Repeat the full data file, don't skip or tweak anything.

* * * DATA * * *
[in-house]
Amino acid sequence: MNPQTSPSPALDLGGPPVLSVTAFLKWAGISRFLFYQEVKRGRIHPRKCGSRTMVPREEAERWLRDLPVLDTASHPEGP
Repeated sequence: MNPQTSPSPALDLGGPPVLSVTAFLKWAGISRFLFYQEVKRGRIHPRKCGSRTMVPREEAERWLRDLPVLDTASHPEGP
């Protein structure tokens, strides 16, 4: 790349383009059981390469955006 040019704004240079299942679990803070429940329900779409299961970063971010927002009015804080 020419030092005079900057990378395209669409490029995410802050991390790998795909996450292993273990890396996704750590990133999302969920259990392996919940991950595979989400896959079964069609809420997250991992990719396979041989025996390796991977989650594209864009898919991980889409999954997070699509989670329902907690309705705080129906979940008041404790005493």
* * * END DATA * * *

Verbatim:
[in-house]
Amino acid sequence: MNPQTSPSPALDLGGPPVLSVTAFLKWAGISRFLFYQEVKRGRIHPRKCGSRTMVPREEAERWLRDLPVLDTASHPEGP
Repeated sequence: MNPQTSPSPALDLGGPPVLSVTAFLKWAGISRFLFYQEVKRGRIHPRKCGSRTMVPREEAERWLRDLPVLDTASHPEGP
């Protein structure tokens, strides 16, 4: 790349383009059981390469955006 040019704004240079299942679990803070429940329900779409299961970063971010927002009015804080 020419030092005079900057990378395209669409490029995410802050991390790998795909996450292993273990890396996704750590990133999302969920259990392996919940991950595979989400896959079964069609809420997250991992990719396979041989025996390796991977989650594209864009898919991980889409999954997070699509989670329902907690309705705080129906979940008041404790005493």